The New Year is right around the corner and when it comes to health IT, healthcare professionals have quite a few health system issues on their mind.
C-level healthcare professionals have to juggle keeping the lights on and making sure their organization is secure, while also looking to the future and innovating to adjust accordingly.
The Center for Connected Medicine, an executive briefing center jointly operated by GE Healthcare, IBM, Lenovo Health, Nokia and the University of Pittsburgh Medical Center (UPMC) in Pittsburgh, in partnership with the Health Management Academy, surveyed and interviewed CEOs, CIOs, CMIOs, CFOs, and CNIOs from major health systems and discussed overall strategy and priorities – including technologies — for their health systems in the coming year.
Here are the top U.S. health system issues that c-level professionals are focusing on in 2018:
Cybersecurity is always one of the top health system issues and 2018 is no exception. Nearly all respondents (92%) said they are increasing cybersecurity technology resources for 2018.
Respondents said they plan to focus cybersecurity spending on technologies that will help with identifying (such as asset management, governance, risk assessment, etc.), protecting (such as access control, awareness and training, etc.), detecting (such as continuous monitoring and detection processes), recovering (such as disaster recovery), and responding (such as incident response and analysis) to cybersecurity threats and breaches.
One CIO said in the survey: “Most tools that I want to spend funds on are focused around being more proactive. We are good at reacting after the situation, but I want to be more proactive.”
Another developing health system issue is recognition of the potential of patient-generated data and if a health system doesn’t have patient generated data integrated with their EHR, they plan to in 2018.
The top sources of patient generated data for health systems in 2018 are patient portals, home monitoring equipment, mobile health apps, and wearables, according to survey respondents.
Although not all health systems are currently collecting or utilizing patient-generated data, according to the survey, they all recognize the potential and expect patient-generated data to make up a significant portion of patients’ health data in the future.
Furthermore, 100% of respondents said they plan to promote health and wellness apps to patients in 2018. Respondents said they plan to promote health and wellness apps in 2018 via physician recommendation/prescription, patient portals, and social media, for example.
Although 71% of health systems are not currently receiving reimbursement for virtual care, many health systems are still using these technologies and developing a strategy around them.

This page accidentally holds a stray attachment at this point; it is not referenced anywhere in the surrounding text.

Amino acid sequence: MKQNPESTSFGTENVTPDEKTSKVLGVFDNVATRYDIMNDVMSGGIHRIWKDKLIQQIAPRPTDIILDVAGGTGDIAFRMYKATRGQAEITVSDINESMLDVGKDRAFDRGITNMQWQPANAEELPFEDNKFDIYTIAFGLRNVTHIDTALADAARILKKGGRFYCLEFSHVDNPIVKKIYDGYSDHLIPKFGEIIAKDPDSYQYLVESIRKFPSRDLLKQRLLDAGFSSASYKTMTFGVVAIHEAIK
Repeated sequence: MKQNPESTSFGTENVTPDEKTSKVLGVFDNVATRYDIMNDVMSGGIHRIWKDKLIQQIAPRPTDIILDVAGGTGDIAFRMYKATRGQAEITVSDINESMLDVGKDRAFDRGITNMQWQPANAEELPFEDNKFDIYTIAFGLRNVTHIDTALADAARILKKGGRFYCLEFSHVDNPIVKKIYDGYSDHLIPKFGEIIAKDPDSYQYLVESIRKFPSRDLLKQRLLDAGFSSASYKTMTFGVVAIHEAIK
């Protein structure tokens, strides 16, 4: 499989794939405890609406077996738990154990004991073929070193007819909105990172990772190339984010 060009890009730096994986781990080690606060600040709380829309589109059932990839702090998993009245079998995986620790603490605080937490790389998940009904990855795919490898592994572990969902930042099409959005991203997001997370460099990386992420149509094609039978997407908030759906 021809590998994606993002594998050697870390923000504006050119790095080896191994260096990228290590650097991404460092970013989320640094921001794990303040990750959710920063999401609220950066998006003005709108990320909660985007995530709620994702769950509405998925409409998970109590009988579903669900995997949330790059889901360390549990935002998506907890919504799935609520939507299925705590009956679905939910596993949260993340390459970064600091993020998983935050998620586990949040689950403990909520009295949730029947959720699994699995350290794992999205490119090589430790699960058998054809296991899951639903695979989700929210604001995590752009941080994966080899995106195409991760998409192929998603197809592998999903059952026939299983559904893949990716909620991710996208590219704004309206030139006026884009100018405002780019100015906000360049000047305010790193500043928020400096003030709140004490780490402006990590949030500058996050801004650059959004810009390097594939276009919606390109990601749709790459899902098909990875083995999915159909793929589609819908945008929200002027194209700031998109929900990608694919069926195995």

The main clinical areas where virtual technologies such as telehealth are being used today include for stroke, mental health, primary care, urgent care, dermatology, and in the ER, the survey found.
One CIO said: “The lack of reimbursement has not affected our strategy. We have moved forward because it’s the right thing to do. [Telehealth] gives a better consumer experience.”
Respondents said that while reimbursement for virtual care is of the health system issues right now, they believe they will begin receiving reimbursement in 2018 and many respondents said they believe virtual care is integral to the future of healthcare.
Nearly two-thirds of respondents said that the implementation of an AI solution at their health system are either a low or very low priority for 2018, although the survey found that over half of respondents are currently using AI.
The most common areas health systems either are planning to or have already implemented AI include clinical decision support, population health, and disease management.
One CFO said in the survey: “I think it’s just a technology. It comes down to the priorities of the organization. You can use AI for anything: rev cycle, standardization, access, readmissions. AI is interesting and fun and exciting, but nascent. It still needs refinement.”
One CEO said in the survey: “Just getting started on this now. We need to do much more. It’s an area of great interest – we can see the huge impact. We are in the early phases of figuring out practically how to integrate that.”
Respondents said they expect predictive analytics to provide significant value in areas such as patient safety and quality, readmissions, and clinical decision support in 2018.
However, a few challenges stand in the way including resource allocation, standardizing clinical practice, culture, unstructured data, and more, the survey found.